“Leaking” James Comey is in hot water. The Department of Justice is investigating him for, well, leaking. This should not come as a surprise. Comey is a serial leaker. He tries to portray himself as a righteous warrior whose mission in life is to save the republic.

However, he is part of the problem. The New York Times reported, “Federal prosecutors in Washington are investigating a years-old leak of classified information about a Russian intelligence document, and they appear to be focusing on whether the former F.B.I. director James B. Comey illegally provided details to reporters, according to people familiar with the inquiry.”

Comey is being investigated for two leaks of classified information that were published in The New York Times and The Washington Post in 2017.

It’s been a rough stretch for Comey over the past several months as more information has come to the surface detailing his shady behavior. The Inspector General (IG) and the FISA court have both publicly rebuked Comey for his handling of the Clinton email and Russia investigation.

Rosemary Collyer, who is the presiding judge on Foreign Surveillance Court, said that the IG report “calls into question whether the information contained in other FBI applications is reliable.”

She then ordered the FBI to provide a written explanation of how the agency intends to fix their errors going forward.

Collyer said that the FBI’s actions in the Carter Page investigation “was antithetical to the heightened duty of candor” required by the law that established the surveillance court. Judges on the court rely entirely on the government’s submission. Because they are the only documents the court sees, the government has a heightened duty of candor.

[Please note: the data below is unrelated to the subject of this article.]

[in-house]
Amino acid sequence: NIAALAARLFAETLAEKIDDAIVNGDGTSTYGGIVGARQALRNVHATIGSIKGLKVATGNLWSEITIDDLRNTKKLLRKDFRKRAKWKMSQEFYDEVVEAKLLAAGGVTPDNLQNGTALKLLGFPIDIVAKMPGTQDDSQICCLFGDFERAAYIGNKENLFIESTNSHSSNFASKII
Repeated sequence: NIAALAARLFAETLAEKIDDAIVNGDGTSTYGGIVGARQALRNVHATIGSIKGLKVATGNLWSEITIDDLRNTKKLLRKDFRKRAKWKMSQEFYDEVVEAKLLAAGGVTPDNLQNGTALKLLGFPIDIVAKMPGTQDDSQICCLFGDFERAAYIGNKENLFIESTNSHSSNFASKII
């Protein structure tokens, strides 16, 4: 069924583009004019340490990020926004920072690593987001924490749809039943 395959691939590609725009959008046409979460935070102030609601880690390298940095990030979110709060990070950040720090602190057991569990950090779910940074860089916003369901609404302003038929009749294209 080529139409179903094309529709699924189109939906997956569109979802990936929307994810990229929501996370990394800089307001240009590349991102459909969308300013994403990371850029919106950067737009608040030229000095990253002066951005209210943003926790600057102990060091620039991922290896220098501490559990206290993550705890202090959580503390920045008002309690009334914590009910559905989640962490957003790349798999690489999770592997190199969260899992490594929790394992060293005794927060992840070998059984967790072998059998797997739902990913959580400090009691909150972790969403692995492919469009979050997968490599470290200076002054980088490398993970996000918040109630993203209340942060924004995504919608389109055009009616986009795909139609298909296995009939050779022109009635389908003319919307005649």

The Atlantic reported, the Department of Justice’s Office of the Inspector General released its report on Comey’s decision to keep several memos he produced as FBI director, one of which a friend disclosed to The New York Times at Comey’s behest. OIG indicates that the Justice Department declined to prosecute Comey, but the report harshly criticizes him nonetheless:

 

“In a country built on the rule of law, it is of utmost importance that all FBI employees adhere to Department and FBI policies, particularly when confronted by what appear to be extraordinary circumstances or compelling personal convictions. Comey had several other lawful options available to him to advocate for the appointment of a Special Counsel, which he told us was his goal in making the disclosure. What was not permitted was the unauthorized disclosure of sensitive investigative information, obtained during the course of FBI employment, in order to achieve a personally desired outcome.”

It strains credulity to believe that Comey and the FBI brass were faultless. In fact, the Horowitz report says that they committed many errors in the handling of the investigation.

Horowitz and his team referred several times to mistakes made by Comey and other senior officials during the course of the operation, known as “Crossfire Hurricane.” For example, the Horowitz report stated the following about the mistakes made by the FBI leadership:

“We concluded that the information that was known to the managers, supervisors, and senior officials should have resulted in questions being raised regarding the reliability of the Steele reporting and the probable cause supporting the FISA applications, but did not…”

In our view, this was a failure of not only the operational team, but also of the managers and supervisors, including senior officials, in the chain of command.

Comey was at the top of the command chain. He has a lot to answer for. It doesn’t look good for him given what we already know.

He should tone down his self-righteous declarations.